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REST and HTTP Verbs

REST (and a little bit about verbs)

The term REST comes up frequently in discussions about architectures and APIs. Although it has a precise definition, there are people who misuse the term. There are some who focus on just particular aspects of the REST architecture style, and others who use REST as no more than a buzzword. In this blog post, we’re going to look at how REST is defined to clarify what the term actually refers to. We will also take a look at HTTP verbs to clarify how to use them properly.

What is REST?

REST is a type of architecture for Distributed Information Systems, defined by R.T. Fielding in 2000. It is defined by 5 mandatory constraints on the architecture:

  • Client-Server

    The UI on the client end is separate from the data storage on the server end. Doing this improves scalability by simplifying components on the server, allows components to evolve independently, and allows the UI to be used across multiple platforms

  • Stateless

    Information about the user’s session is managed by the client. Requests to the server cannot rely upon any context stored on the server – all information needed to understand the request must be in the request. Doing this improves visibility by not requiring further requests to understand the request, improves reliability by making it easier to recover from partial failures, and improves scalability since the server does not need to track states between each request. However, this also requires more requests with repetitive data.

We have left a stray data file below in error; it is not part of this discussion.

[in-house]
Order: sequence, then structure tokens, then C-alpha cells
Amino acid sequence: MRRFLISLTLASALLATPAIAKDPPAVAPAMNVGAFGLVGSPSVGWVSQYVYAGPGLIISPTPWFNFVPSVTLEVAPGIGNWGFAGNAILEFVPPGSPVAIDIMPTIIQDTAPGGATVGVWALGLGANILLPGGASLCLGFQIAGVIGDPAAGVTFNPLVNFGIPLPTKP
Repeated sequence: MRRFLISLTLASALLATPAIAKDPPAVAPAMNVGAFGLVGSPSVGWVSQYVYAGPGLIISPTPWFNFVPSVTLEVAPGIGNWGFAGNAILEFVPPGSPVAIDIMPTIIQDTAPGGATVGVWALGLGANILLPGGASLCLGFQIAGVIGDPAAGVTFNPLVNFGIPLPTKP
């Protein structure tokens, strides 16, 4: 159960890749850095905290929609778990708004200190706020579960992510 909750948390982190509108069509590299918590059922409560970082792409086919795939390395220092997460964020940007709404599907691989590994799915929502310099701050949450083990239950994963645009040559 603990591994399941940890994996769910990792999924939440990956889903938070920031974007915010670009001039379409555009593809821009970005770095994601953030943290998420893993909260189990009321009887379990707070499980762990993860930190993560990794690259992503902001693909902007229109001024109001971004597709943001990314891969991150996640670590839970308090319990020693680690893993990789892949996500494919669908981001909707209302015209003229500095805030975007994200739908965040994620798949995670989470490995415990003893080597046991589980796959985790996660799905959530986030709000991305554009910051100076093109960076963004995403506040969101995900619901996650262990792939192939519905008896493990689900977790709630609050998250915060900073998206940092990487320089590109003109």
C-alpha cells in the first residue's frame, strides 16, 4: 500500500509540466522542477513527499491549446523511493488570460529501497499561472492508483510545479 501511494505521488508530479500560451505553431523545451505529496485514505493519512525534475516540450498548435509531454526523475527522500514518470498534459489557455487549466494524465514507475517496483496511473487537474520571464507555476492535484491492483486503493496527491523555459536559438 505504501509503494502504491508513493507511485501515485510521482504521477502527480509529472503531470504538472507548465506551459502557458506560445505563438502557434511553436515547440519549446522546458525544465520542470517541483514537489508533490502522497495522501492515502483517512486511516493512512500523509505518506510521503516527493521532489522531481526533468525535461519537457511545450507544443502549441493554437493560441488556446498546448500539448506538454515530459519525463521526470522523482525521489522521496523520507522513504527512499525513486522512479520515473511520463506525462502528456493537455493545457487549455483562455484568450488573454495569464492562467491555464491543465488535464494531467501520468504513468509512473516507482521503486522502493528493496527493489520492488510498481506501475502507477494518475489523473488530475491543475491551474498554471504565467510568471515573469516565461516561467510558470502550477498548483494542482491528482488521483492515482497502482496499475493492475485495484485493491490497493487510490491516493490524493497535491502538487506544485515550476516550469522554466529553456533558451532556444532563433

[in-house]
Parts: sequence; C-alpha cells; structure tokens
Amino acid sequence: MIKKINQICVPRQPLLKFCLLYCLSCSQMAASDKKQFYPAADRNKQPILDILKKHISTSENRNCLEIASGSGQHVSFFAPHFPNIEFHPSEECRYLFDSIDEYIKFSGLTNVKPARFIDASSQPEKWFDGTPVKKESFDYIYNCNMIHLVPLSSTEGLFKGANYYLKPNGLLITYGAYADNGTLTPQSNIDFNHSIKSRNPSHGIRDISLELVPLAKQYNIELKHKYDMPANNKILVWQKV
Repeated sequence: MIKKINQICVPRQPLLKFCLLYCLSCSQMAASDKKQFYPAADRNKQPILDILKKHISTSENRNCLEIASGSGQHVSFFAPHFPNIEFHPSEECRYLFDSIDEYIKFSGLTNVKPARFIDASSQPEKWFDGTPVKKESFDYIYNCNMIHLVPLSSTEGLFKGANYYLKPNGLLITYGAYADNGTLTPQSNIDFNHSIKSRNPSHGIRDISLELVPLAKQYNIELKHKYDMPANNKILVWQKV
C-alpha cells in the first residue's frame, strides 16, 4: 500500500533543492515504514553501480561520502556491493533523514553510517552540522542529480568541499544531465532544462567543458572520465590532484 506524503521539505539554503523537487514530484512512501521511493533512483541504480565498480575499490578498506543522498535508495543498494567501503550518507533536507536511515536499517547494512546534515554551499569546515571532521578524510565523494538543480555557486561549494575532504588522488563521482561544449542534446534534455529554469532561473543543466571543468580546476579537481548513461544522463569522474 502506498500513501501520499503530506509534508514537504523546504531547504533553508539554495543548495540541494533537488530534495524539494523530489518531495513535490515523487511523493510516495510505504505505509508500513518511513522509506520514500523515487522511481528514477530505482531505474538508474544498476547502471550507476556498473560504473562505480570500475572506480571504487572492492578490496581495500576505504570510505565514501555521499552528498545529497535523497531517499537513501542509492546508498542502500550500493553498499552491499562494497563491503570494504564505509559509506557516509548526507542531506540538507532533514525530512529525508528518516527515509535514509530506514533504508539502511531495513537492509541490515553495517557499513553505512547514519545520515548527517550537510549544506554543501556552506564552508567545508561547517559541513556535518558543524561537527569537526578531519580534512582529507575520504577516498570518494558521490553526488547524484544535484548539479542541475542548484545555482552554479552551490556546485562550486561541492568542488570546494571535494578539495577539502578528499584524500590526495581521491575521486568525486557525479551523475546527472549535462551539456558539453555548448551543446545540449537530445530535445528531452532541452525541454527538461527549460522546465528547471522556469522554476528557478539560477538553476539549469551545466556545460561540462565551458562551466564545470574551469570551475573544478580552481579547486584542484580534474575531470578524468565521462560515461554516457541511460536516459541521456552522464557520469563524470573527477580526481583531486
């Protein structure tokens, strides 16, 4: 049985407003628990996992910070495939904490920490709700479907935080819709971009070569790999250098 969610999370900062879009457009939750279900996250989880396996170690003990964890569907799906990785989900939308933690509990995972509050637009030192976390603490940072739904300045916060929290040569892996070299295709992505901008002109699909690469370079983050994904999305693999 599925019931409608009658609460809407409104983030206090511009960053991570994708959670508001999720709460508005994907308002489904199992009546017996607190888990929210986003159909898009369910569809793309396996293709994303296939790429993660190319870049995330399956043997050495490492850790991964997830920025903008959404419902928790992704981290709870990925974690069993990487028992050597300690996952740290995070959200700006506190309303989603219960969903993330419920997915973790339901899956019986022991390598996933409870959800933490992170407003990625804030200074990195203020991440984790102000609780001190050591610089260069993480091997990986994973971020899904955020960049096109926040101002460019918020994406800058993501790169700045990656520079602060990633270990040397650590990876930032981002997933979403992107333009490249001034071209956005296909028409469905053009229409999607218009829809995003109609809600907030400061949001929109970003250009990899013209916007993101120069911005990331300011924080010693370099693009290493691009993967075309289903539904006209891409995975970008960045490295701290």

• Cache Management

    All data sent in responses from the server to the client must state (implicitly or explicitly) whether the data is cacheable. Equivalent requests will reuse the cached data. Doing this increases efficiency and scalability by reducing redundant requests, and increases user-perceived performance by decreasing latency. But, this can cause some issues if the cached data differs significantly from data on the server

  • Uniform Interface

    Components in the architecture use common interfaces, regardless of how the provided service is implemented (what comes in and goes out is the same, how the component does this is irrelevant). Doing this allows independent evolution of components but lowers efficiency, since the form of responses is standardized instead of optimized to the application’s needs.

  • Layered System

    The system may have multiple layers, but components only know about the layer they are interacting with. Doing this allows us to have multiple providers of different services and for legacy services to still be used. However, it also reduces user-perceived performance as the multiple layers increase latency.

There is also an additional, but optional, constraint that deals with the transfer of scripts/applets from the server to the client. The full details of the REST architecture style can found here.

Without these five constraints, architecture is not truly RESTful, but may still be REST-like. And that’s fine. Each constraint has advantages and disadvantages, and it’s important to evaluate which constraints are beneficial and necessary for your particular architecture.

HTTP Verbs